Publication Date


Type of Culminating Activity


Degree Title

Master of Science in Civil Engineering


Civil Engineering

Major Advisor

Venkataramana Sridhar, Ph.D., P.E.


Warming temperatures throughout the Western United States due in part to human-induced climate change caused by the emission of greenhouse gases has been found to be responsible for 60% of the hydrologic change in the Western United States over the last half century. The hypothesis of the research is that climatic change will make planning and management based on historic climate conditions less reliable in the future. Therefore, there is a need for water management planning tools that capture feedback loops within the water-resource system so that management plans are developed that perform optimally under a wide array of inputs. This thesis explores the use of system dynamics framework to model the feedback loops associated with water management in the Snake River Basin.

The Snake River Planning Model (SRPM) was developed by the Idaho Department of Water Resources (IDWR) in FORTRAN in the 1970s, as a tool for planning and managing water resources in the Snake River Basin. The following research presents the conversion of SRPM from FORTRAN to a system dynamics platform using Powersim Studio 8. The new model is referred to as System Dynamics—Snake River Planning Model (SD-SRPM). New features in the model are a dynamic link between reservoir operations and groundwater/surface water interactions between 6 reaches of the Snake River and the East Snake Plain Aquifer through use of response functions. The response functions were generated using IDWR’s East Snake Plain Aquifer Model. SD-SRPM replicates end-of-month reservoir with an r2 value of greater than 0.70 for most reservoirs and critical reaches within the Henry’s Fork, Snake River, Boise River, and Payette River.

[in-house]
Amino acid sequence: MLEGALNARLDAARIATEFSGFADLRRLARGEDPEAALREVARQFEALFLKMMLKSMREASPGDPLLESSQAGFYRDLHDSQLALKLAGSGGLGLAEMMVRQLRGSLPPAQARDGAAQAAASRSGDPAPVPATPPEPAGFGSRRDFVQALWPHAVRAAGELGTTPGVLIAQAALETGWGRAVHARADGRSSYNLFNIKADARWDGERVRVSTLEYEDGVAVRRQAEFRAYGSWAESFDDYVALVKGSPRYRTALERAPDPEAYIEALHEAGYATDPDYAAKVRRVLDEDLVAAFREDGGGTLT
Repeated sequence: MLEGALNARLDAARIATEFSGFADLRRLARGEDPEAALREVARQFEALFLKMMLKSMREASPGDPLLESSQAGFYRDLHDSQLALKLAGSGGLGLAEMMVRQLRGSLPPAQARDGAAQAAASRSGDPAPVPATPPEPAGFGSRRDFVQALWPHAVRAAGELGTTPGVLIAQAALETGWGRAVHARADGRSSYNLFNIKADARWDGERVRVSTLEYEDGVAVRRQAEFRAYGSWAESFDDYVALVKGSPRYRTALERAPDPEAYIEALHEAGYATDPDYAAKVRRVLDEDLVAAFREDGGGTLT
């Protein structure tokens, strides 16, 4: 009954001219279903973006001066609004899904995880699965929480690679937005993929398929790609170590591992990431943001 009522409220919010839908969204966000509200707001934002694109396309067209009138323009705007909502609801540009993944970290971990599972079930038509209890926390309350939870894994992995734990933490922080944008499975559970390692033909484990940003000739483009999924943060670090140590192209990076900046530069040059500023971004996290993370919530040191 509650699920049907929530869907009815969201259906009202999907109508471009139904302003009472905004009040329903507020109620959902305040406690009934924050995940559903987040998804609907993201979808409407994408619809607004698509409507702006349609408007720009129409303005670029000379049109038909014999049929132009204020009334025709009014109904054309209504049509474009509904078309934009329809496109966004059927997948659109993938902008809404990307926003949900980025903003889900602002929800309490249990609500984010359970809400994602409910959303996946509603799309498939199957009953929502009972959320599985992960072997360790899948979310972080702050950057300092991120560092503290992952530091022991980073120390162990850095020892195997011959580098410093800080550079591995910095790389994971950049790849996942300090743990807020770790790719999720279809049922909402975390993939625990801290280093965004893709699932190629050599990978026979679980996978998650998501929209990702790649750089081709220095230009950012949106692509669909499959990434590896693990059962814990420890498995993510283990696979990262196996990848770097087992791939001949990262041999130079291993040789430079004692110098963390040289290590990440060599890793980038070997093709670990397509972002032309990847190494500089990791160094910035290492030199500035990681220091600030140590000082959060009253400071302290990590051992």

In addition to developing a new platform for the SRPM, this thesis explores the historic response of canal diversions in response to changes in temperature, precipitation, and streamflow within the Snake River during the period 1971-2005. The analysis of temperature and precipitation at ten climate stations throughout the basin indicates a highly significant (P < 0.10) increase in average annual temperatures. The greatest temperature increase is occurring in the spring (3.0°C) and winter (3.2°C). Due to the high natural variability of precipitation, few significant trends were found. This increase in winter and spring temperatures is driving increased springtime diversions in the basin. The early season diversions correspond to early season soil moisture conditions as represented to a strong correlation of early season diversions to the Palmer Drought Severity Index and Palmer’s z-index. Based on this analysis, a new method of determining diversion demand was developed, referred to as minimum full-supply demand.

In order to test the usefulness of the SD-SRPM model for climate impacts analysis, the model was run using bias corrected, projected flow generated by the Variable Infiltration Capacity (VIC) hydrologic model. The flow from the VIC model was based on downscaled temperature and precipitation data from three global climate models using the A1B emission scenario. The results indicate under future climate change we should expect to see a shift in the unregulated flow hydrograph, more difficulty in filling reservoirs, and perhaps a shift in where shortages occur in the basin and increased flood risk. These impacts seem to be amplified in global climate models that project greater temperature increases. The analysis of climate impacts indicates that the impacts of climate change based on the historic record may be inadequate for planning future water resource management.